My journey to see the trading and investing profits I now have has been a long one.
While there have been many setbacks on the way and often it’s felt very frustrating, the failures I’ve had have been learning experiences, positive ones and in many ways, I’ve learned by falling forwards.
Early in my trading career, when I learnt about technical analysis, I thought I had discovered something that everyone else had missed; My discovery was the MACD indicator and I thought I could use it to predict where the price was headed.
The MACD is used by technical traders (traders who make buying and selling decisions using chart patterns and indicators) to time their entry into and out of the market.
The theory is that, if used correctly, the MACD can tell the trader when to buy and also when to sell. They can sell if they want to ‘short’ the stock (or whichever instrument they’re trading) or they can sell the existing ‘long’ position they have.
I tested the MACD indicator on price charts to see if it performed as well as in the past and I thought it would do in the future.
This testing wasn’t a science, I just eye-ball where the price was when the MACD would have given a signal to buy and did the same when there was a sell signal.
Going back through historical charts, it looked like it would have worked and so I felt my research was confirming my initial excitement for the indicator. Perhaps in truth, I was just keen to get started with real money – I would be one step closer to the profits I thought I was going to get.
I had the winning lottery ticket – this indicator was the goose that would lay the golden egg on demand.I had a shopping list of things I wanted to buy using the profits the MACD indicator was going to give me.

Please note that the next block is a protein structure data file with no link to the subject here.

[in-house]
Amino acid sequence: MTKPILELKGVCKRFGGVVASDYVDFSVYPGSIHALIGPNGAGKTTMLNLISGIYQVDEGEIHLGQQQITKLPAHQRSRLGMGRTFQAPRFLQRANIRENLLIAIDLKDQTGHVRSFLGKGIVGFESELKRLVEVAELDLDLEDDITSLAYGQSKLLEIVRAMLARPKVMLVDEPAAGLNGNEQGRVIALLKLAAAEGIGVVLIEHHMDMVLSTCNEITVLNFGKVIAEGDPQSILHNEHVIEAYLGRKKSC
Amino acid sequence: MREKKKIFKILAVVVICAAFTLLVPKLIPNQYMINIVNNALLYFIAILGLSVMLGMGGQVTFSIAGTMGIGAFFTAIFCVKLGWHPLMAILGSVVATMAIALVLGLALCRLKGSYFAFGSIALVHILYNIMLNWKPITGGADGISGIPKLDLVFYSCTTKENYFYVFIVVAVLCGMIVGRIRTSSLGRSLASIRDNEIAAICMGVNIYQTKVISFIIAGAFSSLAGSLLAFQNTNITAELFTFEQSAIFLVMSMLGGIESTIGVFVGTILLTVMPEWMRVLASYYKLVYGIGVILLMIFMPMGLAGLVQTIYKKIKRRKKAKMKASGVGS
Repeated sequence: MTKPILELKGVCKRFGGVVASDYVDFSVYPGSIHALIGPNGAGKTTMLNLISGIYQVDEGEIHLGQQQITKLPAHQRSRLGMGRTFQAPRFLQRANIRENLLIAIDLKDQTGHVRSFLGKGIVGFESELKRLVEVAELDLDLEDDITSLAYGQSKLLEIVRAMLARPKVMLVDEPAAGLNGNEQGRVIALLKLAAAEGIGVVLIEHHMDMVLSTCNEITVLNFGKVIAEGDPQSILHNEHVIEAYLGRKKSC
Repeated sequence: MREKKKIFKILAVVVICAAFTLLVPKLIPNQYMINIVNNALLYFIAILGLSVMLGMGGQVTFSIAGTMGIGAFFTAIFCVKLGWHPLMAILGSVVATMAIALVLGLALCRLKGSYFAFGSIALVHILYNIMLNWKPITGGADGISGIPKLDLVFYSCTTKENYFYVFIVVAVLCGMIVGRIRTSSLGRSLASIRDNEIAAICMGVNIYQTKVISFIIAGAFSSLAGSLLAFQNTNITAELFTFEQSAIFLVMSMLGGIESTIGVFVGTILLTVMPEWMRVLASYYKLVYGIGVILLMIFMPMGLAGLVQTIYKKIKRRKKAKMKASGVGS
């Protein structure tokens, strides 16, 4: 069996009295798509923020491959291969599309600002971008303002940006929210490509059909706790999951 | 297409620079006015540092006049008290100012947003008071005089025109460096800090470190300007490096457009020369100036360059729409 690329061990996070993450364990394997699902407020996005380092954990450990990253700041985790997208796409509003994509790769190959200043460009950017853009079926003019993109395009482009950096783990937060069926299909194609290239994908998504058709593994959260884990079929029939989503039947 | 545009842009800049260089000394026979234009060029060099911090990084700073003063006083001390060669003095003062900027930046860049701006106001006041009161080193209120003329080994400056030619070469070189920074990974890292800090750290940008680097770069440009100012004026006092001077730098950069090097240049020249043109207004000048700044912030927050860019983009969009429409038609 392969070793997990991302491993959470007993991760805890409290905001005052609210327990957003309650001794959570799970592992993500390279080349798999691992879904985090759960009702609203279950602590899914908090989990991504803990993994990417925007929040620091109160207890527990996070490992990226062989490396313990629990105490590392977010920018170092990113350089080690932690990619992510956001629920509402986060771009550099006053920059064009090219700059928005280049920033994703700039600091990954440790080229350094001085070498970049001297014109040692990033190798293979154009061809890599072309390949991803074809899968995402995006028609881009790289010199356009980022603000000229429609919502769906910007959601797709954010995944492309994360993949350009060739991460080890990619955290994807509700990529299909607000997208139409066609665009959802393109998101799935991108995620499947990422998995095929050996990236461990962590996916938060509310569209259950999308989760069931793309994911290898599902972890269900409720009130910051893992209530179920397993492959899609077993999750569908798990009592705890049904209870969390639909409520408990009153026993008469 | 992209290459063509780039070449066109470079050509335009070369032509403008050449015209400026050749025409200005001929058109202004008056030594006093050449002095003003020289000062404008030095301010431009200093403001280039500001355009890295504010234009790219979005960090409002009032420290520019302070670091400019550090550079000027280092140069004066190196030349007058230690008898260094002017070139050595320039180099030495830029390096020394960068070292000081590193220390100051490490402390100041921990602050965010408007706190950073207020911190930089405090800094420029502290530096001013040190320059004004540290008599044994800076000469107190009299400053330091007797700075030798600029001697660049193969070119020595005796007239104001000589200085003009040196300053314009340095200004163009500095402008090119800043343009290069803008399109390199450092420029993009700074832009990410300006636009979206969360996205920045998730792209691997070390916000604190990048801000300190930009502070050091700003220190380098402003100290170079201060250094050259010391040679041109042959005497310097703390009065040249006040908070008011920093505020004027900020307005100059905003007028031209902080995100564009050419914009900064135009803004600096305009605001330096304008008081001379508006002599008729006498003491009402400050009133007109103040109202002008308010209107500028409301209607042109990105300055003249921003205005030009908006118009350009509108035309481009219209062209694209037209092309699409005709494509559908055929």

I clearly remember the feeling of contentment that I had everything I needed, I was both excited and apprehensive. I had the keys to the magic kingdom and my life was about to change forever.
Sky High Expectations
Needless to say, my expectations couldn’t be any higher and when expectations get as high as that, there’s only one way they can go – down.
In my trading story I wrote about how I used the MACD indicator to tell me when to buy Microsoft stock. I was so convinced that I was going to profit from the trade, I put all my savings into it.
What happened next both shocked and demoralised me.
I had been certain I was going to win on the trade, I had been diligent, I had noted the trade in my journal noting why I was entering the position – what my analysis had told me. I felt I had done everything ‘right’.
However, what I didn’t consider was the possibility that a news announcement would cause the stock to open significantly down on the previous close.
I watched, transfixed as the value of my portfolio evaporated before my eyes. It was a horrible experience but a big lesson about indicators and what they can and can’t do. I also got my first insight into how hope and greed can blind me to taking too much risk with my money.
I lost money on the trade but I gained a huge learning experience – the only indicator that matters is the price itself, that’s the only thing that traders need to focus on.
Picking Myself Up After the Falls
I wrote about the Miscroft trade in my trading story but there were many other failed attempts to become profitable.
It was a messy experience, I was inconsistent with what I was doing and my results were all over the place. However, I kept going, I had some very profitable trades and while gave back all those profits in the following trades, I was encouraged by what I saw to keep going. In truth, I wanted success so bad, I was prepared to take whatever hits that came my way if it meant eventually overcoming,
Around this time I began to become interested in the psychology side of trading and the influence mindset can have on a trader’s profits (or losses).
Trading and investing can be incredibly frustrating, full of highs and lows. When I first started, my moods day to day were directly linked to my trading results. When I was losing money, this had a serious impact on how I was in my home life. When things were good with my trading, my home life was a lot happier.